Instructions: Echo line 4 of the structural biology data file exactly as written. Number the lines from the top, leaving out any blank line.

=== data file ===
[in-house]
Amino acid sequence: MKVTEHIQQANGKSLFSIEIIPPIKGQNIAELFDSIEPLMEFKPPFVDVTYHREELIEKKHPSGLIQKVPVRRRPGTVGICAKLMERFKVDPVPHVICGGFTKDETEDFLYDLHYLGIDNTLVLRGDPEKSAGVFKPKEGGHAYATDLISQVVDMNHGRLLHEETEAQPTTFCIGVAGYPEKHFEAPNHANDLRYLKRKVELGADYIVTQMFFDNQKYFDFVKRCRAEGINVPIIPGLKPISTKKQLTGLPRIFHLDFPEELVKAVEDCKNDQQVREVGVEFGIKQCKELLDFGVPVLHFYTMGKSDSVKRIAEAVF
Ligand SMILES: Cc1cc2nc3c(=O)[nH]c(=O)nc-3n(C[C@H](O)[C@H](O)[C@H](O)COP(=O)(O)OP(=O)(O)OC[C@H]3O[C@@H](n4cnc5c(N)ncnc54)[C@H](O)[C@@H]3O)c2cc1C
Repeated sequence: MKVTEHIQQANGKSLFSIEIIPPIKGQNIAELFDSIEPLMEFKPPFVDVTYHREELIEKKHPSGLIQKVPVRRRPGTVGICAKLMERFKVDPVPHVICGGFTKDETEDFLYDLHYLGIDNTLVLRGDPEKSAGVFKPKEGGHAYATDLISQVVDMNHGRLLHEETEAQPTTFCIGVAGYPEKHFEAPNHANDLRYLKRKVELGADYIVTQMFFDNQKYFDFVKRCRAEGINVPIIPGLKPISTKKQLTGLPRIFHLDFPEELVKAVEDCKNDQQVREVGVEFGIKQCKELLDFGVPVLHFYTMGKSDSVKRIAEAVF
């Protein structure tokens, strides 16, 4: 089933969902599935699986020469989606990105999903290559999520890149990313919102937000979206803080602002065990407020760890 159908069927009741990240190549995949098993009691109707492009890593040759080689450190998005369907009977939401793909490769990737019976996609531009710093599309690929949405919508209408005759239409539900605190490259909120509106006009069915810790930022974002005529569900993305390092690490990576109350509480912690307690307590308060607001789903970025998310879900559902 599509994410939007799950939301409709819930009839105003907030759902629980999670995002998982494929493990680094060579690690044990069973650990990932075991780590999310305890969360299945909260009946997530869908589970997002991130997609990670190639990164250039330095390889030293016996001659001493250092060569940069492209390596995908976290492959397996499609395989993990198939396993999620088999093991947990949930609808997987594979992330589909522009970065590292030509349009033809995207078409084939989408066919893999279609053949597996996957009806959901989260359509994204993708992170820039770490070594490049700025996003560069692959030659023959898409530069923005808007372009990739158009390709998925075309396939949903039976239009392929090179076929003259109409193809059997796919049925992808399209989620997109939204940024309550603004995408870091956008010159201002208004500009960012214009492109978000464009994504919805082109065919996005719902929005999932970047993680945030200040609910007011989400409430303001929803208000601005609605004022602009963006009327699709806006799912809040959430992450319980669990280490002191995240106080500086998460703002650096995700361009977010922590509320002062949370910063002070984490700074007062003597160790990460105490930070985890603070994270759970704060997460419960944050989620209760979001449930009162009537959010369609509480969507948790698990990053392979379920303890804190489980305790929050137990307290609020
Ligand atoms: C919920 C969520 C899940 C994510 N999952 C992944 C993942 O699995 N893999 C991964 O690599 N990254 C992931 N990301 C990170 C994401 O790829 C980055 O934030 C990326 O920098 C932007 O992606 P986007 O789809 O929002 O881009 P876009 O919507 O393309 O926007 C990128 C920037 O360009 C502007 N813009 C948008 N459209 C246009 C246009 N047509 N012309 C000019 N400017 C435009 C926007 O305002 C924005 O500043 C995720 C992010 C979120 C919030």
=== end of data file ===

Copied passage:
Repeated sequence: MKVTEHIQQANGKSLFSIEIIPPIKGQNIAELFDSIEPLMEFKPPFVDVTYHREELIEKKHPSGLIQKVPVRRRPGTVGICAKLMERFKVDPVPHVICGGFTKDETEDFLYDLHYLGIDNTLVLRGDPEKSAGVFKPKEGGHAYATDLISQVVDMNHGRLLHEETEAQPTTFCIGVAGYPEKHFEAPNHANDLRYLKRKVELGADYIVTQMFFDNQKYFDFVKRCRAEGINVPIIPGLKPISTKKQLTGLPRIFHLDFPEELVKAVEDCKNDQQVREVGVEFGIKQCKELLDFGVPVLHFYTMGKSDSVKRIAEAVF